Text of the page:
4. Send user response to server

  5. Get confirmation from server and close SSL connection.

  6. Store messages in the SSL connection is trusted storage.

We implement Steps 1-5 in our demo. Step 2 can be broken down into sub-steps, where the user provides payment information, rather than retrieving payment information from the web-server. This is a straightforward extension to our AppCore and it just involves one more round of messages.

Structure of the AppCore

Figure 1 shows the structure of the AppCore. We use the L4 microkernel and the L4 execution environment (L4Env) to support the AppCore. In this case, the GUI server, IO server, dynamic loader and name server are parts of L4env. The browser runs on top of a virtualized L4Linux kernel. The L4Linux kernel and the browser are untrusted entities. The AppCore uses the TCP/IP stack in the L4Linux kernel to communicate with the web server. We ensure confidentiality and integrity by executing the SSL protocol in the trusted portion of the application. Since we use L4's fast IPC to communicate with the TCP/IP stack, we do not expect a great degradation in performance. The AppCore consists of three main parts

  • An SSL library to securely communicate with the webserver. We use a small SSL

library designed for use in embedded systems.

  • A specialized parser that interprets the shopping cart. Instead of using

full-fledged HTML/XML, we use a limited number of tags to describe the shopping cart. Hence, we have a very small parser.

  • User interface module, that display the cart and accepts user input.

The complexity of the resulting system is shown in Figure 2. MCC represents McCabe's complexity metric, which is calculated per function and it indicates the number of unique execution paths in the function. Intuitively, it gives a lower bound on the number of tests to be carried out to exhaustively test the control flow properties of the function. We can see that the AppCore is orders of magnitude simpler than a full browser. We feel that this will be an advantage in the testing phase.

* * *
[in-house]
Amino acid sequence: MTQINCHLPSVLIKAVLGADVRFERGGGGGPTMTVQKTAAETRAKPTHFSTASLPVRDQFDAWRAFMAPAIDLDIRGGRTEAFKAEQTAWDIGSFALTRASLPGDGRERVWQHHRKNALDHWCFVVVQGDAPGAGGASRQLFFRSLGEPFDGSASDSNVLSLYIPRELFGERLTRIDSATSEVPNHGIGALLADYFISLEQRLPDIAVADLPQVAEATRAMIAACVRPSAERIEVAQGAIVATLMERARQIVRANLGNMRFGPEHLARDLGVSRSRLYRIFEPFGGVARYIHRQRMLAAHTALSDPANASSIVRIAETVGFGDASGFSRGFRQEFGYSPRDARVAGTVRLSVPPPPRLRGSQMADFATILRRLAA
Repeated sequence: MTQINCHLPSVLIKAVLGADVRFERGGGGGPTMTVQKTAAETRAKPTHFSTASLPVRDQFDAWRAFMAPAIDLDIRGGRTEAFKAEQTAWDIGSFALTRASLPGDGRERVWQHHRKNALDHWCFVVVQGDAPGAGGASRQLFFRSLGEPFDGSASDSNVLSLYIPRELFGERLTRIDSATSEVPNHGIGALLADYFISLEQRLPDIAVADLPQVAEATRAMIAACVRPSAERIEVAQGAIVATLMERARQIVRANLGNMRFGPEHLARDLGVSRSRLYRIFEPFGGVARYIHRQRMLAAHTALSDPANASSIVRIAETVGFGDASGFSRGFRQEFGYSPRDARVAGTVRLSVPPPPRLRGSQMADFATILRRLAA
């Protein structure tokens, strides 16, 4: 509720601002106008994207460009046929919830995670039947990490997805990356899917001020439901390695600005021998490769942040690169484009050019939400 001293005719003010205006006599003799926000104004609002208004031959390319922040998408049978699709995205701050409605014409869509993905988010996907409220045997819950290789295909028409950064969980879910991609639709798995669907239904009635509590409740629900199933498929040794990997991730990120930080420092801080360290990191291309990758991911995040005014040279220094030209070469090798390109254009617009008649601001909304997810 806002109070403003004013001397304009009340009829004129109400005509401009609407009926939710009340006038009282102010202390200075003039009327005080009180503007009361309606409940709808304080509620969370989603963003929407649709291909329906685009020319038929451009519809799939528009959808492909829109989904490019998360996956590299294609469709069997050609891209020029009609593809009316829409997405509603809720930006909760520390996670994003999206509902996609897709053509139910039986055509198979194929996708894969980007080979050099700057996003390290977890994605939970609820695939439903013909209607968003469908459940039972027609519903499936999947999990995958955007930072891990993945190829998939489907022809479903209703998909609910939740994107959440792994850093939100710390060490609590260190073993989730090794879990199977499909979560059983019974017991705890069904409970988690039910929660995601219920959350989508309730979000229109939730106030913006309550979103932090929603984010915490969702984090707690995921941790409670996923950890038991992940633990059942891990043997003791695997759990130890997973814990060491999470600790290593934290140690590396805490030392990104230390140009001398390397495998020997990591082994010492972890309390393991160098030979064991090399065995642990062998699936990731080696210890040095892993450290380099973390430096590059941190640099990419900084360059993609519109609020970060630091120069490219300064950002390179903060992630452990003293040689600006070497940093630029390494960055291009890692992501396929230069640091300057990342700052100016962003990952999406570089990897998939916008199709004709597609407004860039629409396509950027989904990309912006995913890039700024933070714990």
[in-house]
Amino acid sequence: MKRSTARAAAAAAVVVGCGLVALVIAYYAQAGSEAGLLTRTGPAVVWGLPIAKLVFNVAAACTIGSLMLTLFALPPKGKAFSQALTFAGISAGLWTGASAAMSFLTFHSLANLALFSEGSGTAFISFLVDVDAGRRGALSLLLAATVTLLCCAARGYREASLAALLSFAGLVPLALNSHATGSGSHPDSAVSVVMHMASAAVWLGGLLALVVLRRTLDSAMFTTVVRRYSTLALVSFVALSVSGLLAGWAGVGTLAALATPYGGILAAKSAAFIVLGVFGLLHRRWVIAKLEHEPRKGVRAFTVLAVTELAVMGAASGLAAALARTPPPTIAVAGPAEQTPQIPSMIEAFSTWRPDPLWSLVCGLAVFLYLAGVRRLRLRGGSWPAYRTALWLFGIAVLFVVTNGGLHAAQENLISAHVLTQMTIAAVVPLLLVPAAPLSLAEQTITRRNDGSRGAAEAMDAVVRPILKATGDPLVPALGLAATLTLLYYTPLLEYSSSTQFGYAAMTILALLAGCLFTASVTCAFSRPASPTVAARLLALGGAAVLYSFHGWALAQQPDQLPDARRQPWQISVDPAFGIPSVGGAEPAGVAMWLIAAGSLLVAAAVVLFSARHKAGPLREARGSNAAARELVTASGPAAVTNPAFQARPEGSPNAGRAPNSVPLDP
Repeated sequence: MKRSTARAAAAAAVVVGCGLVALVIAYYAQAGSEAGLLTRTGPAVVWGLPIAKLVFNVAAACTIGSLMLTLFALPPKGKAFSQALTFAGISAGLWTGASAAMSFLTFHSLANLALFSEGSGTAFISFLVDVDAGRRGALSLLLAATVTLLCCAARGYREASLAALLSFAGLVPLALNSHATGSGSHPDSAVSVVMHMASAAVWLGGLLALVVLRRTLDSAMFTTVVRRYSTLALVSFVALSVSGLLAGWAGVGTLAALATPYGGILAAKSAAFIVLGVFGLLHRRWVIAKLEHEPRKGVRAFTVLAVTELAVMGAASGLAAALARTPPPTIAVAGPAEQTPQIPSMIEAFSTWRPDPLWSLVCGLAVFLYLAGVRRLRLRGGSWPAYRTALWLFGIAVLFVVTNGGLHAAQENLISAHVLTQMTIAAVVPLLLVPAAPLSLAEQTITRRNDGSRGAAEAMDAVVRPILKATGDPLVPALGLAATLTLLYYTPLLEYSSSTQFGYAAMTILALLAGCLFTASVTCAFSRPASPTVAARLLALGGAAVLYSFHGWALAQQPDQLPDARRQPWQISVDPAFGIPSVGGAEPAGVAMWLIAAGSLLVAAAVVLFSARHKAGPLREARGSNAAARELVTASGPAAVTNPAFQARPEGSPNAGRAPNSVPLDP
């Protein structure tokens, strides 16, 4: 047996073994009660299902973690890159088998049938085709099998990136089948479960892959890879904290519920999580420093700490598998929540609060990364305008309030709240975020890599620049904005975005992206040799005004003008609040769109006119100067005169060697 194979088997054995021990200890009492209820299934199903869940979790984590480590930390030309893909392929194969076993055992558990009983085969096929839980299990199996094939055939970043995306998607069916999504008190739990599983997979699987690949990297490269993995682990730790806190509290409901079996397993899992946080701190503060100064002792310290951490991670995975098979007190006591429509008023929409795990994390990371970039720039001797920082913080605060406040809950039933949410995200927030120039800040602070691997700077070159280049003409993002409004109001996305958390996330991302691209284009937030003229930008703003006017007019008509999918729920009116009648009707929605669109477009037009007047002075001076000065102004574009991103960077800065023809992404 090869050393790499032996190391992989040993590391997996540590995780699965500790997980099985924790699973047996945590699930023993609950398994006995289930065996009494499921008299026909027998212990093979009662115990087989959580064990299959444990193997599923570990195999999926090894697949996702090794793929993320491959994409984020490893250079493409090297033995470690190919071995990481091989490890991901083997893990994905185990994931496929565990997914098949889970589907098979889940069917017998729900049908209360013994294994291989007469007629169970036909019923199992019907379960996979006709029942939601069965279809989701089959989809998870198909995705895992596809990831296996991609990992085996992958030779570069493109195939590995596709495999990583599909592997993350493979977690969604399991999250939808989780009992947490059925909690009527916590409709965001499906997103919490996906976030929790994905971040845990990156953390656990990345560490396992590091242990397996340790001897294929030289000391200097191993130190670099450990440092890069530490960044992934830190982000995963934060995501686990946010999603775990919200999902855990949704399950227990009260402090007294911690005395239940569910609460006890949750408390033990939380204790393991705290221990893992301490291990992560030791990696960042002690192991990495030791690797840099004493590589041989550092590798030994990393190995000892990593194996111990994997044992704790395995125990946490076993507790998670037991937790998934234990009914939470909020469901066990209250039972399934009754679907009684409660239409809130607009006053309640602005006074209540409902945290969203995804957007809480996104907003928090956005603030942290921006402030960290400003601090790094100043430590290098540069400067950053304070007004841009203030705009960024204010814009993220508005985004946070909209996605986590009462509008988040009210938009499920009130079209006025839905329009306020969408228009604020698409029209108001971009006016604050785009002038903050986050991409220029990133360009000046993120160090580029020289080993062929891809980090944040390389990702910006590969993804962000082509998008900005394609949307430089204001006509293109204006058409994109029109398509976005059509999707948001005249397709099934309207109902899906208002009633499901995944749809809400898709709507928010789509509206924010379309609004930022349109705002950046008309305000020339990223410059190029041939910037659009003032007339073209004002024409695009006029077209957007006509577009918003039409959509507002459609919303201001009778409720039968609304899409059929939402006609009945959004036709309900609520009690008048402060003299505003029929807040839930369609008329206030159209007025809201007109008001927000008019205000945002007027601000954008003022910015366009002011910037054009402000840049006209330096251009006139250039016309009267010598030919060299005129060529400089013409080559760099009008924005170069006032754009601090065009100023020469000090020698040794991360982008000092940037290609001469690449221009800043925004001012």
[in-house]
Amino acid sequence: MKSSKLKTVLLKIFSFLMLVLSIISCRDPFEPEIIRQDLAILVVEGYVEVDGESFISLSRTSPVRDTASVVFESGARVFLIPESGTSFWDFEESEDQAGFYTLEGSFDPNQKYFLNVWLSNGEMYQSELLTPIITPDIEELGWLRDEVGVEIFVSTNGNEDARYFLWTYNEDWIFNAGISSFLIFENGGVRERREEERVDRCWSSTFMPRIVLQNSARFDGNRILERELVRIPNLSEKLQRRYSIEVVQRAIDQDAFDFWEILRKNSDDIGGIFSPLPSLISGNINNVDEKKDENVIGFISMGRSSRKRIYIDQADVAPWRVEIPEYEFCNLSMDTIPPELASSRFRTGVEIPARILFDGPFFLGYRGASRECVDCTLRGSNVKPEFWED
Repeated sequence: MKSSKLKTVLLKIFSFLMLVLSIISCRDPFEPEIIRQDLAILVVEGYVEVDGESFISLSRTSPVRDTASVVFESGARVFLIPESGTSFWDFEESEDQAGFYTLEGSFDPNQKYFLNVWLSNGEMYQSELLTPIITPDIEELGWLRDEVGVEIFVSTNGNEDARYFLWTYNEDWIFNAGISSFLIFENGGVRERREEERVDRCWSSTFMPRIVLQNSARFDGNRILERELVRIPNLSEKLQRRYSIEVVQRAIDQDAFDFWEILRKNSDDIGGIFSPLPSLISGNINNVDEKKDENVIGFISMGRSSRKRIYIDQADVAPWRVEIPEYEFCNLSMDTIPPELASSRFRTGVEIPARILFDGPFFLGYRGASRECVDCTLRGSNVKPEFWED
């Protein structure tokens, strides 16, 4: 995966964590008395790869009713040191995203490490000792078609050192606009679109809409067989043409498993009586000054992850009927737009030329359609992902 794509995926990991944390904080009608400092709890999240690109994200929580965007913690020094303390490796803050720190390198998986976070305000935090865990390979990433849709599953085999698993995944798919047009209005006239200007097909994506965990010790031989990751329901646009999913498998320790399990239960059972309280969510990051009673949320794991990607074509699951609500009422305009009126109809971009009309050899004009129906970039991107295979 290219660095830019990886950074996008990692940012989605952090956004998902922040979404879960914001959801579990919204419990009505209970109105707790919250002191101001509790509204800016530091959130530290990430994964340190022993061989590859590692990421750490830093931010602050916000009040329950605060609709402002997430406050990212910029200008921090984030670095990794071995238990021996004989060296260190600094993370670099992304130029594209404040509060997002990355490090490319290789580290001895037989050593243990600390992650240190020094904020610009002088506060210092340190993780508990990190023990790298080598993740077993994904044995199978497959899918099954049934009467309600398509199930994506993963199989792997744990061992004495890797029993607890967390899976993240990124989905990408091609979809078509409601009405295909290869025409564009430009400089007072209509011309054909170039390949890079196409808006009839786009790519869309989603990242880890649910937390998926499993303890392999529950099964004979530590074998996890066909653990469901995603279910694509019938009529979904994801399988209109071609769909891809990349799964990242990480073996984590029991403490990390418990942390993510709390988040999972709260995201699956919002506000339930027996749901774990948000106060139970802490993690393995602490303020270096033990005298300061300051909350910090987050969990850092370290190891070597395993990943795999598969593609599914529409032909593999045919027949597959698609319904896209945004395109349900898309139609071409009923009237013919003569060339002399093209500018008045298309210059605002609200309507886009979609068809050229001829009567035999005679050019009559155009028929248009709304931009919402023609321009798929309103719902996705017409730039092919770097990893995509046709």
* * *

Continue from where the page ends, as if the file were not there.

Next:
For purposes of demonstration, we use a linux application, that acts as a web-server. The task of the linux application is to read a text file containing a pre-determined shopping cart and user information. It then initiates an SSL connection to the AppCore. The AppCore authenticates the web-server and accepts the cart and displays it to the user. The user then has to look at the cart and decide whether to accept or decline the transaction. Based on the user's response the AppCore either sends an accept message and waits for a confirmation or sends a reject message and closes the SSL connection. Upon recieving the confirmation, the AppCore informs the user and closes the SSL connection.

Walkthrough for the Demo

First, select the Transaction Demo option in the boot menu. This will bring up a Dope window and a L4Linux window. The L4Linux system functions both as an untrusted application for the user and the host system for a web-server (which has to be trusted). It is quite easy to move the web-server to a different machine, but for purposes of the demo, we colocate the web-server with the untrusted applications.

Once the L4Linux window is ready, i.e., you see the Linux login prompt, type in root, to log into the console.

  L4Linux login: root

At the same time, you will also see a Dope window, which is the trusted application you will use to "commit" the transaction. You will also see a tab on the top of the window, that displays the name of the infocus application. This tab cannot be controlled by untrusted applications. Hence it acts as a trust indicator. We expect users to provide sensitive data only to trusted applications.

We assume that the user has already browsed a shopping website and has populated his shopping cart. The cart is maintained by the webserver, in its own internal format - xml, database or html format. When the webserver wants to commit the transaction, it generates an XML shopping cart. The file "tcart.xml" in the root directory of L4Linux is an example of the shopping cart, along with some profile information.

 > cat tcart.xml

To start the transaction, use the following command: